Community Unitarian Universalist Congregation at White Plains, NY
Spirituality   ·   Compassion   ·   Service
This week's From the Minister - HERE
On the Journey: Desire (2019 Feb) - HERE
Practice of the Week: Cultivate Self-Acceptance With practice, there's no reason you can't break the cycle of self-rejection. Agree to be willing to try another way. Once the willingness is established, identify ways in which your old responses are attempts to reduce suffering by avoiding certain internal experiences. Then, identify ways in which these entrenched and automatic...READ MORE
Religious Education  At last week's  Fun Sunday our kids enjoyed games related to Black History Month and a celebration of music from our children's music director, Lyra Harada. Some showed off their singing abilities (one sang all the words to a Hamilton song!) This Sun Feb 24 is our annual Alvin Ailey Dance Sunday in Fellowship Hall. Don't miss it!... READ MORE
From the Music Director  Anger -- righteous, explosive -- finds expression in the solo piano music performed this Sunday. Sometimes characterized as a Titan shaking his fists at the Heavens, Beethoven seems to unleash a natural fury in the final movement of his "Moonlight Sonata." Our CUUC Choir will have less irritable creations, including "Somewhere Over the Rainbow"... READ MORE.
Upcoming Worship Services

Sun Feb 24, 10:00 AM
"What Anger Does" 
Rev. Meredith Garmon
It's a helpful, powerful -- if also sometimes destructive or embarrassing -- emotion.   
Sun Mar 3, 10:00 AM
Rev. Meredith Garmon
I'm not saying put yourself down. Just that maybe we're all sometimes a little more arrogant than we need to be.  
Newcomers' Conversation     

Newcomers' Conversation, Sun Feb 24, 11:20am, Room 13
Learn more about Unitarian Universalism, and help us learn more about you! Visitors are invited to pick up a cup of coffee and then meet in the lobby with Paula Meighan, who will lead the discussion this month.  
Economic Justice    

Economic Social Justice Team, Sun Feb 24, 11:30, Room 41
Please join our team meeting this Sunday to explore how CUUC and its members can address the vital issue of economic inequality. All are welcome! Contact: Jim Walkup ( 
Science & Spirituality 

Science & Spirituality, Thu Feb 28, 11:30am, Fireside
We meet the second and fourth Thursday and discuss books and articles on the intersection of spirituality and science. Join us! Contact: Barbara Mair ( ). 
Faith Development Friday  

Faith Development Friday, Fri Mar 8, CUUC
Our monthly evening of learning, spiritual growth, and community. 6:15pm Pizza & Salad Community Dinner; 7:00pm Programs; 8:30pm Coffee. Programs include a special Adult RE book discussion (see below) and Family Journey Group. Adults may also just come for a slice and unstructured social time together. All are welcome to stay after the programs to share coffee and a chat. RSVP to .  
Book Discussion 

UUA Common Read Book Discussion, Fri Mar 8, 7:00pm, Fireside
Join us for a discussion of Justice on Earth: People of Faith Working at the Intersections of Race, Class, and Environment . To see Rev. Meredith's weekly reflections on chapters, visit "From the Minister" posts HERE.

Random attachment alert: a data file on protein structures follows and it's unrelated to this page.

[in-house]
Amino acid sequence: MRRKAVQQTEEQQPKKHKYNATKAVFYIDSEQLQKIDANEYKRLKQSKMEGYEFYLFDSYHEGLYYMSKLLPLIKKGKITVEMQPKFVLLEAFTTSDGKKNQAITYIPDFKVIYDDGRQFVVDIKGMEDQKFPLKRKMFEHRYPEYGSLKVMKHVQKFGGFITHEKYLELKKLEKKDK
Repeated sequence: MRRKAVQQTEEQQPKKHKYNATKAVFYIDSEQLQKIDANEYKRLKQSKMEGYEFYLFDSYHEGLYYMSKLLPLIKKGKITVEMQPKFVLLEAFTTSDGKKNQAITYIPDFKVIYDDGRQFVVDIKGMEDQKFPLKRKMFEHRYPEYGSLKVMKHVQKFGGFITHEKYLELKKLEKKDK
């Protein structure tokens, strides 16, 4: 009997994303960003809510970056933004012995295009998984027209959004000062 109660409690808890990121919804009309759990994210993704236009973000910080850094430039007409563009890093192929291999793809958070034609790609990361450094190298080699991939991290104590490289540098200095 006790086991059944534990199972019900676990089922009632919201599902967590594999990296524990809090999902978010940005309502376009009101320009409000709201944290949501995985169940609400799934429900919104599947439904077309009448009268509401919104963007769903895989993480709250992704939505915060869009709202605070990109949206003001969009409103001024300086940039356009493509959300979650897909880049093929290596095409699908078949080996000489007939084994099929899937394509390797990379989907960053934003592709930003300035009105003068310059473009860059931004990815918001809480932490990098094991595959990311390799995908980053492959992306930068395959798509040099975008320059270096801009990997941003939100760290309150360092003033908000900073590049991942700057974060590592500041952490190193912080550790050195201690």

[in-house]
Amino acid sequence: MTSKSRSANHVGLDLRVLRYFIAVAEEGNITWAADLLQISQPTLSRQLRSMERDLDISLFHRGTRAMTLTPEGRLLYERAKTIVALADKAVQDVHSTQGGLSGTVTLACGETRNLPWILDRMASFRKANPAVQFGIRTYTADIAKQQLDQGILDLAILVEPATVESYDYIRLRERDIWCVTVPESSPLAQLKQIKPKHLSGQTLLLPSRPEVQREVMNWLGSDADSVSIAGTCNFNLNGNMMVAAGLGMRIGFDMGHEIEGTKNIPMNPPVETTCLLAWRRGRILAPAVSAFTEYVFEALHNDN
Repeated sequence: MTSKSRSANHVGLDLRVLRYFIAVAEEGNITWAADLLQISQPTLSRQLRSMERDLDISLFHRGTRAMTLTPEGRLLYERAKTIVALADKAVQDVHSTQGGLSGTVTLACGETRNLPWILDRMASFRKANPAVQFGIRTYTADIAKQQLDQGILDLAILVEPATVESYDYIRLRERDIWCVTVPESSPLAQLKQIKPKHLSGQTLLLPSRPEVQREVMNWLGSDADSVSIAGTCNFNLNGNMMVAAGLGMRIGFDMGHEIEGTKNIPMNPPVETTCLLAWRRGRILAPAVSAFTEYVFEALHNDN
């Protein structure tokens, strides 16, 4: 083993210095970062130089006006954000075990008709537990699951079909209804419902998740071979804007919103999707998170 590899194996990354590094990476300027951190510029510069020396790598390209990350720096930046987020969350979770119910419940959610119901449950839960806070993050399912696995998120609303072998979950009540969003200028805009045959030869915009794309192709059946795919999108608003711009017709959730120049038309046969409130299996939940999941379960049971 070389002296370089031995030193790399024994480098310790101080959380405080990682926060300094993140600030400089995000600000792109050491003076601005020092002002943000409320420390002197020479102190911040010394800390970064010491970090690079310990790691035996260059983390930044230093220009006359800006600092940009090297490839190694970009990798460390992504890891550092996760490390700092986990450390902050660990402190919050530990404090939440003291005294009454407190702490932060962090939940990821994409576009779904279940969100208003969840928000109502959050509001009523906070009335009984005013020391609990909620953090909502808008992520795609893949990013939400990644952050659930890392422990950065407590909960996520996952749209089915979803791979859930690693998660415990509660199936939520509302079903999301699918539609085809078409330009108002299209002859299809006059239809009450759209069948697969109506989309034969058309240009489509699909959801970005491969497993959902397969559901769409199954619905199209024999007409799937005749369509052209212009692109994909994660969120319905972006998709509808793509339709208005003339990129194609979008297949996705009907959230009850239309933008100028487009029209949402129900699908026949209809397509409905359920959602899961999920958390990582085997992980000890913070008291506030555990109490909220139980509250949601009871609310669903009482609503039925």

Volunteers Wanted   

Westchester UU Combined Worship, Sun Mar 17, 10:30am, CUUC  
We are preparing to host our neighboring UU congregations for a shared worship next month. You can help our welcome by signing up for a task - many hands make light work! To volunteer, contact Adine Usher ( Or look for our signup sheet after Sunday worship. 
Sign Up Now to Support PrideWorks 

PrideWorks Conference, Wed Mar 20, 7:30am-3:00pm, Pace University, Pleasantville   
Participate in our longest-running Westchester UU collaboration: support of the annual PrideWorks conference for LGBTQ youth and allies. Greet arriving buses with our UU welcoming banner; tend our UU info table; volunteer for one of the many tasks that make the event run. An opportunity to put your UU faith into action! See flyer HERE. We need to know NOW if we have enough signups to continue!! Contact: John Cavallero ( 
Save the Date

Book Discussion: White Fragility, Sun Apr 14, 11:30, Fellowship Hall
"Why It's So Hard for White People to Talk about Racism," will be the topic of a conversation about the book White Fragility by Robin Diangelo, hosted by the CUUC Racial Justice/In the Spirit of Truth Committee. The book will be available to purchase after worship in March and April. Quotes from the book are on the Racial Justice bulletin board. For historical perspective on this issue, each week we will post a link in the e-Communitarian to an episode of the podcast Seeing White. The first link is HERE.  
Do you know... 
How to recycle a pizza box at the congregation? Should it be recycled with paper or other boxes? It's a judgement call usually yielding the answer "No." Pizza boxes are made from corrugated cardboard and most corrugated boxes can be recycled, but once the pizza has been placed in the box, the cardboard becomes soiled with grease, cheese, and other foods. Once soiled, the box (or paper) cannot be recycled because the paper fibers cannot be separated from the oils during the "pulping process." So take a look inside the pizza box. If you see even a slight stain, that box goes in the trash. To avoid attracting pests here at CUUC there cannot be even a crumb in any box set aside for recycling! 
Are You Connected?     

The CUUC online directory is a great way to stay in touch with other members and friends, but less than half of us have "opted in." Don't be left out! Contact Pam at the office (, 914-946-1660) to be sent your invitation email so you too can register for our online community!  
In the Community 

A uthor Talk: Parkland: Birth of a Movement , Mon Feb 25, 7:00pm, Chappaqua Performing Arts Center, 480 Bedford Rd, Chappaqua
A year after the shooting at Parkland's Marjory Stoneman Douglas HS, author Dave Cullen offers an intimate, moving account of the students who became activists and pushed back against Congressional leaders and the NRA. Learn more HERE.  
25 Prospect Street: The Documentary , Wed Feb 27, 7:00pm, Jacob Burns Film Center, 364 Manville Rd, Pleasantville
The Prospector Theater is a non-profit dedicated to providing meaningful employment to adults with disabilities. Prospector was the recipient of CUUC's Variety Show fundraising in 2017. Hosted by Pleasantville SEPTA. Free admission, but must reserve by Fri Feb 22 at  
Find more local social justice events HERE.
Share the Plate for February: MLK Institute for Nonviolence
We share half our non-pledge collection this month with Westchester Martin Luther King, Jr. Institute for Nonviolence, which has promoted nonviolent activism for social justice since 1987. Their mission is to advance racial equity for all our communities by: educating and empowering youth and adults; supporting inclusiveness, courage, and peace; and collaborating to advocate for justice, equity, and shared power for all.